TURKISH Cypriot president Derviş Eroğlu pulled out of his planned visit to London last week because of a last-minute meeting with UN Cyprus representative Alexander Downer.
Mr Eroğlu was planning to visit London for a series of events between 7 and 12 November, but cancelled his plans to discuss the prospect of restarting Cyprus peace talks with Mr Downer.
After the meeting, Mr Eroğlu called on the Greek Cypriot leadership to drop all preconditions for reopening talks.
“We do not want to waste time,” he said. “This is a test of sincerity. Let us use the opportunity of Mr Downer’s time on the island to come to the table and pick up the negotiations where we left off.
“That is why I cancelled my planned visit to London. The Turkish Cypriot side is ready to return to negotiations immediately with a view to reaching a solution in the first quarter of 2014.”
Mr Downer, speaking after his hour-long meeting with the president, also spoke optimistically. He extended his stay on the island by 24 hours to hold further meetings with the Greek Cypriot negotiator Andreas Mavroyiannis and the Turkish Cypriot negotiator Osman Ertuğ.
Last weekend Turkey’s prime minister Recep Tayyip Erdoğan provoked a strong Greek reponse when he claimed “there is no country named Cyprus”.
He was quoted as saying on Sunday that the European Union made “a political decision” by not admitting the Republic of Cyprus into the bloc as “south Cyprus” in 2004.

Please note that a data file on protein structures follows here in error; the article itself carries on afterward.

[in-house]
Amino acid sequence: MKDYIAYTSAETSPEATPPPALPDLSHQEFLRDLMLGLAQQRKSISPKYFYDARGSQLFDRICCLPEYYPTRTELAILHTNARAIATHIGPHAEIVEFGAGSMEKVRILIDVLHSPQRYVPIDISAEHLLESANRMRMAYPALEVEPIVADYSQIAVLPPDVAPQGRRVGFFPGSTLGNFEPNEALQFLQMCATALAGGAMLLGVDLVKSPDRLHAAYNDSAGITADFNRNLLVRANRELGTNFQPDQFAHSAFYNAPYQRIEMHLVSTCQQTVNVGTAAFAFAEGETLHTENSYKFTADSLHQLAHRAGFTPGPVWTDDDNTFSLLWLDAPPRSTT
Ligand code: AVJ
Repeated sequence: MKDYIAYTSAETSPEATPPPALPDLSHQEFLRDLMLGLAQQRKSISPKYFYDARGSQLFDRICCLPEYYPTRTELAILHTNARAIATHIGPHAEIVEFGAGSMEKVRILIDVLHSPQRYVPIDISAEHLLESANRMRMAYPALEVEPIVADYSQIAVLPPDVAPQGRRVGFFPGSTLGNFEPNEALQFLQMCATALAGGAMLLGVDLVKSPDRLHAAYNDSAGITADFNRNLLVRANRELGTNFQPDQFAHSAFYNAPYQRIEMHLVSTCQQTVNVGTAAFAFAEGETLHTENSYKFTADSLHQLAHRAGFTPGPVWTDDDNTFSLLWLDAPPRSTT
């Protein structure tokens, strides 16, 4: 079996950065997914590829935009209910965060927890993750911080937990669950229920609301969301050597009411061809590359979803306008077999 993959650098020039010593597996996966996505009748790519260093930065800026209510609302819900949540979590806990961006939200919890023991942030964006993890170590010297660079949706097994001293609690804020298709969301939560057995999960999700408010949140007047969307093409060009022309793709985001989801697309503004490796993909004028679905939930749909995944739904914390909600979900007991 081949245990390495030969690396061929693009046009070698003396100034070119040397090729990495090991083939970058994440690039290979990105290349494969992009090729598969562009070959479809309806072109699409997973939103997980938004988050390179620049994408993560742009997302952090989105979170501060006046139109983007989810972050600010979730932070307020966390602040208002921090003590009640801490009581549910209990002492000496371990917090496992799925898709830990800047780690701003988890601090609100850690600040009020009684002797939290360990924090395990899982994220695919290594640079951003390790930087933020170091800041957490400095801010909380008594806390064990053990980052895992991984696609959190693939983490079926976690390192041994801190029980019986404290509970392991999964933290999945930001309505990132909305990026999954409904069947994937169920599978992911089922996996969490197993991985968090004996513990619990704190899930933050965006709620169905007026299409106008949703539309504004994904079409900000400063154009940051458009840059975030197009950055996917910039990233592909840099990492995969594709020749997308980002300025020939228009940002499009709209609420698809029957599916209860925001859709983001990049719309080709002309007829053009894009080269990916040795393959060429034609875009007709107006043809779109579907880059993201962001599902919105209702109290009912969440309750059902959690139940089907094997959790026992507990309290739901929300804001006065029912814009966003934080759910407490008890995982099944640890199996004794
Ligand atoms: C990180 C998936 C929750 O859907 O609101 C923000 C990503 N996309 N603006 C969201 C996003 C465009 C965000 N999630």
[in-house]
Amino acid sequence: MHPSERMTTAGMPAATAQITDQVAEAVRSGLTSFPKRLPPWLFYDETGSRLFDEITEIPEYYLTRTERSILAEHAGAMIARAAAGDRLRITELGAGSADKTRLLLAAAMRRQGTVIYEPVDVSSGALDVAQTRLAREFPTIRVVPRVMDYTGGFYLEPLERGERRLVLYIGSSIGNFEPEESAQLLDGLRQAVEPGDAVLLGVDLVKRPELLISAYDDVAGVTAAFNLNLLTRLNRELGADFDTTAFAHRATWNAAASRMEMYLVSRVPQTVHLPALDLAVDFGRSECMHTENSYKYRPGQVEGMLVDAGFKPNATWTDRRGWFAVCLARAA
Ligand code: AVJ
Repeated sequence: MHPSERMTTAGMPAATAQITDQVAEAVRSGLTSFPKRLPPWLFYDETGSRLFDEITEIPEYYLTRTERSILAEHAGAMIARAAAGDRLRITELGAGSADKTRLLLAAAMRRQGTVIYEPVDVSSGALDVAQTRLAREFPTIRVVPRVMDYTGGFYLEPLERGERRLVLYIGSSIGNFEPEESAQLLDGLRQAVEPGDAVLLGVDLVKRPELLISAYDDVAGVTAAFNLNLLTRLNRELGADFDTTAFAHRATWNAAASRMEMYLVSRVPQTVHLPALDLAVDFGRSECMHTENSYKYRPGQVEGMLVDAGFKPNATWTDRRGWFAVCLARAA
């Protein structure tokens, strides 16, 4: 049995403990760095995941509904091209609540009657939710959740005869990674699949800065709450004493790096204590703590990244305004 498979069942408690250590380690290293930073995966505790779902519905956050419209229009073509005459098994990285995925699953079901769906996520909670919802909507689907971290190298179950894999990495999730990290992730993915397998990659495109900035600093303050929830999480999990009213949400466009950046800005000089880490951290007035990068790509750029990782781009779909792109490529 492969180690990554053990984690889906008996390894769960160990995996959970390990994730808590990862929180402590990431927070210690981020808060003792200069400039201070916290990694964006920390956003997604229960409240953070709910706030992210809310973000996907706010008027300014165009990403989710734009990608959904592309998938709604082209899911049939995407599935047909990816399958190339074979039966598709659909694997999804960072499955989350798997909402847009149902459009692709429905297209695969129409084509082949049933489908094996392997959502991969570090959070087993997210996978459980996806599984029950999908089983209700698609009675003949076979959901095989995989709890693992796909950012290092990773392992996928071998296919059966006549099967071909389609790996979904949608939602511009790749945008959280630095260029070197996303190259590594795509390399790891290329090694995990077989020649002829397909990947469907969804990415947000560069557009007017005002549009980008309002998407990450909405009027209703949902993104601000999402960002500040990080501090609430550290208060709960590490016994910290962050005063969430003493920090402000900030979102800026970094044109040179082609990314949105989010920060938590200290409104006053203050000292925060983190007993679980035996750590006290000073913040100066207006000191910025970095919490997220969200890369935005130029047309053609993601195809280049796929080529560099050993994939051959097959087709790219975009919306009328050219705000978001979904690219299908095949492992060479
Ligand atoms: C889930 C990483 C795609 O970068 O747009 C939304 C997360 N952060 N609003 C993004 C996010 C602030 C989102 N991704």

He went on: “They (instead) admitted it as Cyprus. There is no country named Cyprus. There is the local administration of south Cyprus.”
Turkey does not recognise the internationally recognised Greek Cypriot government and is the only country to recognise the Turkish Republic of Northern Cyprus.
The Kathimerini newspaper quoted Greek foreign ministry spokesman Konstantinos Koutras as saying in response: “The Turkish Prime Minister’s disputing the very existence of the Republic of Cyprus should finally awaken the international community as to Turkey’s true intentions regarding the Cyprus issue. Any further comment on this is superfluous.”
Turkısh and Greek Cypriots last week signed a landmark deal to bridge a divide that predates the island’s political separation.
Under the agreement Cyprus’s two football associations have agreed to join forces and follow a “road map” towards full unity in the sport. But no firm details of the plans have emerged and the president of Turkish Cypriot football said the deal did not “satisfy” him.
It was signed on Tuesday at the Zurich headquarters of FIFA, world football’s governing body, by Cyprus Turkish Football Association (CTFA) president Hasan Sertoğlu and Cyprus Football Association (CFA) president Costakis Koutsokoumnis.
“We live in a world in which it is more difficult to unite than to divide, which means that today is all the more exceptional,” said UEFA president Michel Platini, who helped broker the agreement with his FIFA counterpart Sepp Blatter. “It is a historic moment for Cypriot football, and I would like to congratulate the presidents of the two associations, who have shown exemplary courage and perseverance.”
But in comments carried by Turkish Cypriot media on Tuesday evening, CTFA president Hasan Sertoğlu cast doubt on the draft agreement by commenting that it “did not meet our demands. We will continue our struggle to improve it.”
He continued: “The document’s content may not have satisfied us, but I have always said I will present it to my general assembly. We will continue work at that meeting – which will be held concurrently with a Greek Cypriot meeting – to resolve the missing points.”
Mr Sertoğlu said he objected to articles 1 and 4 of the agreement, but did not comment on what they contained.